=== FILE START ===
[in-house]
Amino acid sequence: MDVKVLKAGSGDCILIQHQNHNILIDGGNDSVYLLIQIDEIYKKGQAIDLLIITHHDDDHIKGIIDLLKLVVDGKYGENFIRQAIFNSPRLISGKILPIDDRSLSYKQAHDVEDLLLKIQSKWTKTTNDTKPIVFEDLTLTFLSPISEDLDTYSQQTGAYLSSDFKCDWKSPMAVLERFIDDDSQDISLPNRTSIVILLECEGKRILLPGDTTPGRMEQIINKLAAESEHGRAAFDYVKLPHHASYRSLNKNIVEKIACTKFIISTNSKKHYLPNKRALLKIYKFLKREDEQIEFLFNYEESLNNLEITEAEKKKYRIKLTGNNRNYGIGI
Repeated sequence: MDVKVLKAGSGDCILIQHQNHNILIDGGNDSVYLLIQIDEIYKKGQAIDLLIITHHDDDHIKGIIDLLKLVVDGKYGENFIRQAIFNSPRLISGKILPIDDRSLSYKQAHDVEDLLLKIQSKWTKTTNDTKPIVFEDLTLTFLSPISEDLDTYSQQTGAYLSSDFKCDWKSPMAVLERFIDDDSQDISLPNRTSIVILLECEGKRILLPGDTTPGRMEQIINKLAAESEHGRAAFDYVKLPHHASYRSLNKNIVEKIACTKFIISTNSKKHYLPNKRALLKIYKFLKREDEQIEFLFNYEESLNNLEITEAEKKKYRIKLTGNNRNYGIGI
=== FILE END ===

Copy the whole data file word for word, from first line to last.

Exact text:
[in-house]
Amino acid sequence: MDVKVLKAGSGDCILIQHQNHNILIDGGNDSVYLLIQIDEIYKKGQAIDLLIITHHDDDHIKGIIDLLKLVVDGKYGENFIRQAIFNSPRLISGKILPIDDRSLSYKQAHDVEDLLLKIQSKWTKTTNDTKPIVFEDLTLTFLSPISEDLDTYSQQTGAYLSSDFKCDWKSPMAVLERFIDDDSQDISLPNRTSIVILLECEGKRILLPGDTTPGRMEQIINKLAAESEHGRAAFDYVKLPHHASYRSLNKNIVEKIACTKFIISTNSKKHYLPNKRALLKIYKFLKREDEQIEFLFNYEESLNNLEITEAEKKKYRIKLTGNNRNYGIGI
Repeated sequence: MDVKVLKAGSGDCILIQHQNHNILIDGGNDSVYLLIQIDEIYKKGQAIDLLIITHHDDDHIKGIIDLLKLVVDGKYGENFIRQAIFNSPRLISGKILPIDDRSLSYKQAHDVEDLLLKIQSKWTKTTNDTKPIVFEDLTLTFLSPISEDLDTYSQQTGAYLSSDFKCDWKSPMAVLERFIDDDSQDISLPNRTSIVILLECEGKRILLPGDTTPGRMEQIINKLAAESEHGRAAFDYVKLPHHASYRSLNKNIVEKIACTKFIISTNSKKHYLPNKRALLKIYKFLKREDEQIEFLFNYEESLNNLEITEAEKKKYRIKLTGNNRNYGIGI